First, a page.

The Childhood Asthma Management Program (CAMP) was a 4.5 year multi-center clinical trial of childhood asthmatics aged 5–12 designed to evaluate the long-term efficacy and safety of inhaled anti-asthma medications. Following completion of the clinical trial, subjects have been reevaluated yearly as a longitudinal follow-up of the natural history of childhood asthma. RNA was obtained from peripheral blood CD4+ lymphocytes collected during a follow-up visit. CD4+ lymphocytes were isolated by positive selection using anti-CD4+ antibody-coated microbeads (Miltenyi Biotec, Auburn, CA). RNA was extracted using the QIAGEN RNeasy Mini Protocol. Expression profiles were generated with Illumina HumanRef8 v2 BeadChip oligonucleotide arrays (Illumina, San Diego CA) according to protocol. Arrays were read using the BeadArray scanner (Illumina) and analyzed using BeadStudio (version 3.1.7) without background correction. Raw expression intensities were processed using the lumi package (Du et al., 2008), with background adjustment with RMA convolution (Irizarry et al., 2003), transformation for variance stabilization, and combined-sample quantile normalization. 20,589 transcripts (gene expression traits) were considered for association testing. Adequate DNA for genomewide genotyping was available for all members of 156 parent-child trios of self-reported white ancestry. Genotyping was performed using the Illumina Infinium II HumanHap550 Genotyping BeadChip. Genotyping was performed by Illumina (San Diego, CA) according to protocol. All downstream data analysis was performed locally at the Channing Laboratory. Genotype evaluation and cleaning was performed using PLINK. Marker quality was assessed using a variety of measures including Illumina GC scores, ability to map genomic position of assay sequences to unique sites, parent-offspring genotype incompatibilities, and genotype completion rates.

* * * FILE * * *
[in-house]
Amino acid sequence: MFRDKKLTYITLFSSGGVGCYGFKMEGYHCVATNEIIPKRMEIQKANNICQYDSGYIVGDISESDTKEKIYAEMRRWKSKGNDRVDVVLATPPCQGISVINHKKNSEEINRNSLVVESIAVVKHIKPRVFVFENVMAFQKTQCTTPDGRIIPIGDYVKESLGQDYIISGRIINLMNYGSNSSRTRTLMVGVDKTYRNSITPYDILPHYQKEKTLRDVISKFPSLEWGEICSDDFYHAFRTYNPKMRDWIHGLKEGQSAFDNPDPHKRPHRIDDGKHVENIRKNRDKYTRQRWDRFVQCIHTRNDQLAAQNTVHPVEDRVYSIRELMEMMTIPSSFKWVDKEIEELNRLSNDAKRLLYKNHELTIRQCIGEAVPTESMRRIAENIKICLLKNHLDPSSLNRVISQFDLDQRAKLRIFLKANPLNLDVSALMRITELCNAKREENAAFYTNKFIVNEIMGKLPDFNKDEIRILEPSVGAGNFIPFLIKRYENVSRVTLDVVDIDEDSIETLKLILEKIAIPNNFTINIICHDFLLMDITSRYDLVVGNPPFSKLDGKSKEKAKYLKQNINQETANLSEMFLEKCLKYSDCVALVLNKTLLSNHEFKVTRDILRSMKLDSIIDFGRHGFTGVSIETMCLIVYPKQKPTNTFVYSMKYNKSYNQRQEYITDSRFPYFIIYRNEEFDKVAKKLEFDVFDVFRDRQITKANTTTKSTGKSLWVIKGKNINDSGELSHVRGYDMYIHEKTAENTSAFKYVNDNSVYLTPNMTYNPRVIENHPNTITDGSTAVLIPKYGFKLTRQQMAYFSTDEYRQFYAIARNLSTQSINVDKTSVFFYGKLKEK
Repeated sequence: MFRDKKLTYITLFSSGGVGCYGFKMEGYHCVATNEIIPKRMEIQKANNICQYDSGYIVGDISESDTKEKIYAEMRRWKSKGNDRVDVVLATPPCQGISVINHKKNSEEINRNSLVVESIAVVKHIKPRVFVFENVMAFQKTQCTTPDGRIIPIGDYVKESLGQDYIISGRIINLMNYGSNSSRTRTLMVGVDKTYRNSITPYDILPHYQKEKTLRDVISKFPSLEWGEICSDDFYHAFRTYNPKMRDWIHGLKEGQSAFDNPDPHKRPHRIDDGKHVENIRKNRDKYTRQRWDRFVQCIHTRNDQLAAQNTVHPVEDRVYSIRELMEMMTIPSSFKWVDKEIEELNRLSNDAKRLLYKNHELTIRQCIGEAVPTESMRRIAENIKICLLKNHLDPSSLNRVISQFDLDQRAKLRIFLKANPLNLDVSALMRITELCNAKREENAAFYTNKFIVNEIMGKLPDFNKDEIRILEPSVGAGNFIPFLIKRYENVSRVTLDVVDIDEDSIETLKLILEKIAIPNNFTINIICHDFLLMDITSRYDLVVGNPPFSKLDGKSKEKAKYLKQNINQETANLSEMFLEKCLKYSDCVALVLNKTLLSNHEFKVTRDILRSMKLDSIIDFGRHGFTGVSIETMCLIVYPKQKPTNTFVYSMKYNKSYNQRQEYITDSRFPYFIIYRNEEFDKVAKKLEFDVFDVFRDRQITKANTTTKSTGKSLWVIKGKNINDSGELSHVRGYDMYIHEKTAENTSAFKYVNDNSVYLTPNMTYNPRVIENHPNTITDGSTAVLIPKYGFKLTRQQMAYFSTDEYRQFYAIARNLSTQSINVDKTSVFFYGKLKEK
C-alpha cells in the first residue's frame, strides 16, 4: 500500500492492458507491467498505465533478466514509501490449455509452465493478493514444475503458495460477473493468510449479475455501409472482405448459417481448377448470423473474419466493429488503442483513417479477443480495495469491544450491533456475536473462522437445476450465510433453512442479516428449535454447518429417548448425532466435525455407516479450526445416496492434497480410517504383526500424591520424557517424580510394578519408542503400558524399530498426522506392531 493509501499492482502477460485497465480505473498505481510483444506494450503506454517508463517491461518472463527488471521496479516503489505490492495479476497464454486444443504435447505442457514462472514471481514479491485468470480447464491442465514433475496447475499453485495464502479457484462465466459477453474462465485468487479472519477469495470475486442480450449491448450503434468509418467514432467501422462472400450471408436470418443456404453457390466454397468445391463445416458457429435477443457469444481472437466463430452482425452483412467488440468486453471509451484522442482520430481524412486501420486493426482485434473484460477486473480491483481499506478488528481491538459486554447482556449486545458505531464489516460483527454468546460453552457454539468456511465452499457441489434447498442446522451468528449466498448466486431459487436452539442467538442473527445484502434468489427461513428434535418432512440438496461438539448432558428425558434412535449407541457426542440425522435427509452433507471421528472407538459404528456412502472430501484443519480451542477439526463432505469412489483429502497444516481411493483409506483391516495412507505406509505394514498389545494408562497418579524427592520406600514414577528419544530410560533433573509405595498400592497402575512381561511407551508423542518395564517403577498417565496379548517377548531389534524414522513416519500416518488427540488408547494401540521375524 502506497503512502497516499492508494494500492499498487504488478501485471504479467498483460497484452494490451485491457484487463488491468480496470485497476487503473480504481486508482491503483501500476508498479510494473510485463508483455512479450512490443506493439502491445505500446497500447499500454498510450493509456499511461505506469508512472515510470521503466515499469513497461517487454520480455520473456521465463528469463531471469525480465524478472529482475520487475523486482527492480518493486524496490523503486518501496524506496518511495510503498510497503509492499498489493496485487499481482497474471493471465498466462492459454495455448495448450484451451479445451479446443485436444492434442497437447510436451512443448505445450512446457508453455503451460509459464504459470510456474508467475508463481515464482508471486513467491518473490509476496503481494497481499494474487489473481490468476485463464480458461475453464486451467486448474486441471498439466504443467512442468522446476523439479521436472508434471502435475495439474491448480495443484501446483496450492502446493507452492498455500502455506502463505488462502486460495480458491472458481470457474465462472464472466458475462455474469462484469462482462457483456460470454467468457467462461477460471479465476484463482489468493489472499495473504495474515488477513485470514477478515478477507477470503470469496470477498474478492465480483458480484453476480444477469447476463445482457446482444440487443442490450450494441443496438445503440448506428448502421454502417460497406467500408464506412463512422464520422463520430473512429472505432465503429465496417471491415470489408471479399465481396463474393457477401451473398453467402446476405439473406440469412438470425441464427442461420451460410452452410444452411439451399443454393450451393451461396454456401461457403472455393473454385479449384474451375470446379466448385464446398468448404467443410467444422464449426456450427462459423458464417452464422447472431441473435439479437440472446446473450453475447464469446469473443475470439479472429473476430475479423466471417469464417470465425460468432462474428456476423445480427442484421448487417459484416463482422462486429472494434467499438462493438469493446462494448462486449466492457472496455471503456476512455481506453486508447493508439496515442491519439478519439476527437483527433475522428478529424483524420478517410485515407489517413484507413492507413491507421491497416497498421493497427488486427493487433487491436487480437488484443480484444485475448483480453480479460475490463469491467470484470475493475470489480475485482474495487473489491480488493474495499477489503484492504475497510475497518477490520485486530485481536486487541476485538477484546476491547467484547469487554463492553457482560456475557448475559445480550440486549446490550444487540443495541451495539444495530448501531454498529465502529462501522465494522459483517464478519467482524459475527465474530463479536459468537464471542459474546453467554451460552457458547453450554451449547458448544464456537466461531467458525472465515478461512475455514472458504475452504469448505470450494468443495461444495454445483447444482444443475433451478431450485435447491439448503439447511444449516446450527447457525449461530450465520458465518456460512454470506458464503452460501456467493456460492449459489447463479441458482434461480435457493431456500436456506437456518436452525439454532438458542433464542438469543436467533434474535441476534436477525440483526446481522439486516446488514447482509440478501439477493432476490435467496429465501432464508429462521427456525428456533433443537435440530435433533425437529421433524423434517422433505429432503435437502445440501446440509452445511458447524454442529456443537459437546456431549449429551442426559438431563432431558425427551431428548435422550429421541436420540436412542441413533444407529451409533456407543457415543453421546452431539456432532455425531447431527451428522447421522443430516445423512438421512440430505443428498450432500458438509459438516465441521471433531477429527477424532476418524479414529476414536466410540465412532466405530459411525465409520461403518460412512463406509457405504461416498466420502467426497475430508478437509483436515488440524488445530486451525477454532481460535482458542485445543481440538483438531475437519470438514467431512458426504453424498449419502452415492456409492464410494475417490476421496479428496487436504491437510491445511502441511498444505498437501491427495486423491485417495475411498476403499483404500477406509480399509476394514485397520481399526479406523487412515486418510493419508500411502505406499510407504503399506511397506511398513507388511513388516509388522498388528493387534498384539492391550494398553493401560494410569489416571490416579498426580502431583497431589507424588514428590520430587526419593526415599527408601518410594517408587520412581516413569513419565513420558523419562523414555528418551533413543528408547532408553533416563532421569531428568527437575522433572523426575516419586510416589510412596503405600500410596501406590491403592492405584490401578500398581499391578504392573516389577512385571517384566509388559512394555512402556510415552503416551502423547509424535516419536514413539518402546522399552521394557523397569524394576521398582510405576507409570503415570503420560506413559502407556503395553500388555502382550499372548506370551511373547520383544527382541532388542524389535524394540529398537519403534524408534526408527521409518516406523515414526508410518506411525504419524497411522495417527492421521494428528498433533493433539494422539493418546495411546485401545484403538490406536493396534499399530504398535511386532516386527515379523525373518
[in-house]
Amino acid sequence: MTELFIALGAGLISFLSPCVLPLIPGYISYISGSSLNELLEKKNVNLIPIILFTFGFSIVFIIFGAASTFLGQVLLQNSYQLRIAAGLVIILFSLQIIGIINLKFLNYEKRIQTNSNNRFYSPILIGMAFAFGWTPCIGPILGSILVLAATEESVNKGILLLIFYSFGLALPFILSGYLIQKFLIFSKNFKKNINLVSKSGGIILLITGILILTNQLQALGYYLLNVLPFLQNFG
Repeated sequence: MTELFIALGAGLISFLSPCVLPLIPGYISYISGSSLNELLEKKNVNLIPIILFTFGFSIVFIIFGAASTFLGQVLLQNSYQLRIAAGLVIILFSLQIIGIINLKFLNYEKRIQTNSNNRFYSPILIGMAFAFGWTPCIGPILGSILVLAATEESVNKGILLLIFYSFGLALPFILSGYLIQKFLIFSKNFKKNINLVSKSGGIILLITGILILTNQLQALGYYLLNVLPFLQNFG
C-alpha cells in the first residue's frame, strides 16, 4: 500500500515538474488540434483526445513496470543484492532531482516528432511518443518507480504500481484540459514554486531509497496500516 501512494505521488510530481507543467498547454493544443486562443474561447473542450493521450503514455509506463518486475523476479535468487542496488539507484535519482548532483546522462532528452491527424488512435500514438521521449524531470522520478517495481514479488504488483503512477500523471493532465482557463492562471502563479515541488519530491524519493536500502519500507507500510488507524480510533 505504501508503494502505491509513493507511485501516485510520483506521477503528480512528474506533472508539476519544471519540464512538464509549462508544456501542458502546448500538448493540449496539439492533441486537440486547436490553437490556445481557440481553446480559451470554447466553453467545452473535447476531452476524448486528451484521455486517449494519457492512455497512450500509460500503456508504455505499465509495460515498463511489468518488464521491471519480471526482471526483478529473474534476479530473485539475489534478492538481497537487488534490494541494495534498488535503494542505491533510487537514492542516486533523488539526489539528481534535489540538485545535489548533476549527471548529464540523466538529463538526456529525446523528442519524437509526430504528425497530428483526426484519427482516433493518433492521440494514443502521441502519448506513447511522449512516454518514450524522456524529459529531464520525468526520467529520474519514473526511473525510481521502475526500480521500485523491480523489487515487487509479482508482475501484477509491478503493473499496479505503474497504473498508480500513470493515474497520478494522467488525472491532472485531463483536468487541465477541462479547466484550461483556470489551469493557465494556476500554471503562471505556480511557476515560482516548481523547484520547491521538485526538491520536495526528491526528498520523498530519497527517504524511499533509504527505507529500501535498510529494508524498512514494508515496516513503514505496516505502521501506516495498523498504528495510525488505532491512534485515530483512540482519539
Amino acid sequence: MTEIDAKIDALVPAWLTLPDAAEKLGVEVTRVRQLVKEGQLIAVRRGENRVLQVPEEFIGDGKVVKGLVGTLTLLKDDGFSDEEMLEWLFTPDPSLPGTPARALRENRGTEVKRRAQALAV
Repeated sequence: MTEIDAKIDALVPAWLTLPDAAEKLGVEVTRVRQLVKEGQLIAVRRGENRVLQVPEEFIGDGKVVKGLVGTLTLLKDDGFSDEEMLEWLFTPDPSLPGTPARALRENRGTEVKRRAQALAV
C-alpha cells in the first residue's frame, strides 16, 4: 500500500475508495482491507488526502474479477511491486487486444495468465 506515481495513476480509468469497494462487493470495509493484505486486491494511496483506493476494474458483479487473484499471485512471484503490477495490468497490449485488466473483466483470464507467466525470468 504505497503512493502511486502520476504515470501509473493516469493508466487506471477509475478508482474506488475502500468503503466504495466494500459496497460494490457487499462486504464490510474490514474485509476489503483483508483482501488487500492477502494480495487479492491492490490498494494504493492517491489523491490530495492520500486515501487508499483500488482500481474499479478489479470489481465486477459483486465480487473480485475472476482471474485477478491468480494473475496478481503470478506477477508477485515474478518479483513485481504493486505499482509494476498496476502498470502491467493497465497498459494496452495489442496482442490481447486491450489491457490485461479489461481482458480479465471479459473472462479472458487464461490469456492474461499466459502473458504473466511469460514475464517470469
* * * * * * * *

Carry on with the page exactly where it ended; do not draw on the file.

CCA has the potential to be a powerful tool for identifying relationships between genotype and gene expression. It out-powered pairwise univariate regression in simulations where one SNP affected the expression of one gene when heritability was low. This difference in power was largest under the recessive model with a sample size of 200. Univariate regression with Bonferroni corrected pvalues tends to be overly conservative when heritability is low. Our results suggest that CCA may be useful for locating regions with association under difficult circumstances such as small sample size, small effect size, and recessive genetic models. Furthermore, the simple and intuitive method of picking the SNP with the largest coefficient (disregarding sign) is a fairly well-powered way to recover which SNP was truly correlated among the set of SNPs found significant by CCA.
This study has several limitations. CCA is a method designed to detect linear relationships between normally distributed variables and may not be sensitive to nonlinear relationships between SNPs and gene expression traits. Also, the simulations were based on a single region and only one SNP was associated with a single eQTL. In the data analysis, no gold standard existed for determining which SNPs were truly associated with an eQTL. We focused on applying CCA to SNPs and expression quantitative trait loci (eQTLs) in the same region of the genome; however, this method could straightforwardly be applied to sets of SNPs and eQTLs defined by gene pathways or any other criteria. Furthermore, one could choose one set of eQTLs (or SNPs) and test for canonical correlation with each set of the partitioned regulatory variants (or associated eQTLs).